Joe Grillo’s friends call him “Gypsy.”
The name suits someone who began working at 12 years old, picking tobacco. He’s also ridden with a motorcycle club, served in the Navy during the Vietnam era, and worked as a caddie for 35 years alongside several marquee golfers, including Curtis Strange and Steve Elkington.
“There are a lot of Joes but not a lot of Gypsys,” he says.
The 64-year-old recently settled down at Victory Gardens in Newington, Conn., one of several recent communities to open around the country for homeless and at-risk veterans.
It’s a place Grillo needed as he struggled with various medical emergencies, including ulcerative colitis, pneumonia, and chronic obstructive pulmonary disease.
“I was renting an old house, but with my disease the mold and mildew was killing me,” he says. “I was looking for something brand new.”
At Victory Gardens, he found a one-bedroom apartment that’s handicapped accessible, giving him room to navigate his wheelchair.
“One of the nice things about living here is the community is all veterans for one thing,” Grillo says. “There’s camaraderie there.”
Even with his health problems, he doesn’t consider himself disabled. He’s always like being involved in the community. “If I was in a place with a dormitory-style living, I would have that ability to do what I do,” he says. “I’m blessed to be here.”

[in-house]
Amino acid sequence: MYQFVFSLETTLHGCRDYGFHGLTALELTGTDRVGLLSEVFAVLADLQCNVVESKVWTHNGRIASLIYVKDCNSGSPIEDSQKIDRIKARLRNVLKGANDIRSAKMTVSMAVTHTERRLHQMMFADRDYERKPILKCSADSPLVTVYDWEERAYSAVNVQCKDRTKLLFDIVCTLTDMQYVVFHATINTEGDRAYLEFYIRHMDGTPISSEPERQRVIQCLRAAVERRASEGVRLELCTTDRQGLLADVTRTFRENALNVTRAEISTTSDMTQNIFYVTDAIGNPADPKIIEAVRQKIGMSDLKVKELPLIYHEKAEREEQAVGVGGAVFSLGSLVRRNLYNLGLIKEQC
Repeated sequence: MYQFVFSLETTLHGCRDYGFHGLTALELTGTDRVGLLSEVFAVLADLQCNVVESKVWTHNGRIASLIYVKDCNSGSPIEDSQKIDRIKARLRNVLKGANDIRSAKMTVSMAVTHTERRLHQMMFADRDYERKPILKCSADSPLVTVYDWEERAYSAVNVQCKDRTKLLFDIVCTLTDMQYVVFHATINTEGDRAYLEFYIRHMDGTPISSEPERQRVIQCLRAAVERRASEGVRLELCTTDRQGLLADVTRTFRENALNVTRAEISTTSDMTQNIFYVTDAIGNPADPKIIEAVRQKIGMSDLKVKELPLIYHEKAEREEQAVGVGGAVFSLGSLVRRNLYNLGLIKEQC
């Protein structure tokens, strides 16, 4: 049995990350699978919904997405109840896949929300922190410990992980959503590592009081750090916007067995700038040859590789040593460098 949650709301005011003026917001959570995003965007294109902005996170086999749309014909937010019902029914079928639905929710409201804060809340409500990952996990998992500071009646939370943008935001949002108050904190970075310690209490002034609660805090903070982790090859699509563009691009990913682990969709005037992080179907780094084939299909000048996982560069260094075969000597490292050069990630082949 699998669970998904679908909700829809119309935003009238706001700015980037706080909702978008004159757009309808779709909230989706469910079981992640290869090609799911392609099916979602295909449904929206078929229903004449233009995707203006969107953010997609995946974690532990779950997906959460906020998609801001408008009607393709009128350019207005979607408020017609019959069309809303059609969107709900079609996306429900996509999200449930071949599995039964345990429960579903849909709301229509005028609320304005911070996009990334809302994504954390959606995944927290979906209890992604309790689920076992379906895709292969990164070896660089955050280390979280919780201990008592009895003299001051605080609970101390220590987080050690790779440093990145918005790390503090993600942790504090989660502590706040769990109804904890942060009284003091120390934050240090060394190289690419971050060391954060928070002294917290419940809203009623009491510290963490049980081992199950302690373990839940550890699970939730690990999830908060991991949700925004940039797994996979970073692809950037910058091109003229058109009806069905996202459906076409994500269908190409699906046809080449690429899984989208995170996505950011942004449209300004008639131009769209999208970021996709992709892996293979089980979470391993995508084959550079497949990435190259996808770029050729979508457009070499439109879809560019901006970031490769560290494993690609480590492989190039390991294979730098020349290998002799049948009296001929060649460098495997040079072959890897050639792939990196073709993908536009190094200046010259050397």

A Solvable Problem
Other developments serving needy veterans are being built across the country. Each is unique. Some stand out because of their special focus on women, seniors, or veterans with families. Some because of the sheer scope of the housing and services they offer. And, others because of their location on or near Veterans Affairs (VA) facilities.
These projects are opening at a time when federal officials and many local leaders are working to end veteran homelessness by the end of 2015.
They say the goal is within reach, and the signs are encouraging. Last year, the number of homeless vets declined 11 percent, or 5,846 individuals from the year before, and about 33 percent, or nearly 25,000, since 2010, according to the latest numbers from the Department of Housing and Urban Development (HUD).
Still, there were 50,000 veterans on the streets or in shelters on a given night last January, so more work is needed.
Developers who have built veterans housing say it’s more than just putting up a building. These projects are among the toughest to develop and operate because they require rent subsidies and supportive services.
To help meet these needs, many developers are turning to the HUD-VA Supportive Housing (HUD-VASH) program. A key tool that’s credited with helping reduce the number of vets on the streets, HUD-VASH combines rental assistance from HUD with case management and clinical services from the VA.